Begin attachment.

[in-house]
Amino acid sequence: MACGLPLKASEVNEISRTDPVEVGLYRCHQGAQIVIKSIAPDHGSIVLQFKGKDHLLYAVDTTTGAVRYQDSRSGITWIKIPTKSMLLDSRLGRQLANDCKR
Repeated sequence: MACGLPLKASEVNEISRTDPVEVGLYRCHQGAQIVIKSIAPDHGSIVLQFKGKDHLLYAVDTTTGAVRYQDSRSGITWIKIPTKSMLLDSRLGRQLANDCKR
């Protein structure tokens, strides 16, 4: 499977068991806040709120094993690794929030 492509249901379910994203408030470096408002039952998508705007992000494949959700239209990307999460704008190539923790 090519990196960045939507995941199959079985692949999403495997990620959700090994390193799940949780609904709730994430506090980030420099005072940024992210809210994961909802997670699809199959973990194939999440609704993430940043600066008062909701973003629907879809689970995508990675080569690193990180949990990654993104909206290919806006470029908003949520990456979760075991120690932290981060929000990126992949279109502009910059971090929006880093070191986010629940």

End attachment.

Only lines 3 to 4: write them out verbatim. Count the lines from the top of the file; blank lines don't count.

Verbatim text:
Repeated sequence: MACGLPLKASEVNEISRTDPVEVGLYRCHQGAQIVIKSIAPDHGSIVLQFKGKDHLLYAVDTTTGAVRYQDSRSGITWIKIPTKSMLLDSRLGRQLANDCKR
């Protein structure tokens, strides 16, 4: 499977068991806040709120094993690794929030 492509249901379910994203408030470096408002039952998508705007992000494949959700239209990307999460704008190539923790 090519990196960045939507995941199959079985692949999403495997990620959700090994390193799940949780609904709730994430506090980030420099005072940024992210809210994961909802997670699809199959973990194939999440609704993430940043600066008062909701973003629907879809689970995508990675080569690193990180949990990654993104909206290919806006470029908003949520990456979760075991120690932290981060929000990126992949279109502009910059971090929006880093070191986010629940």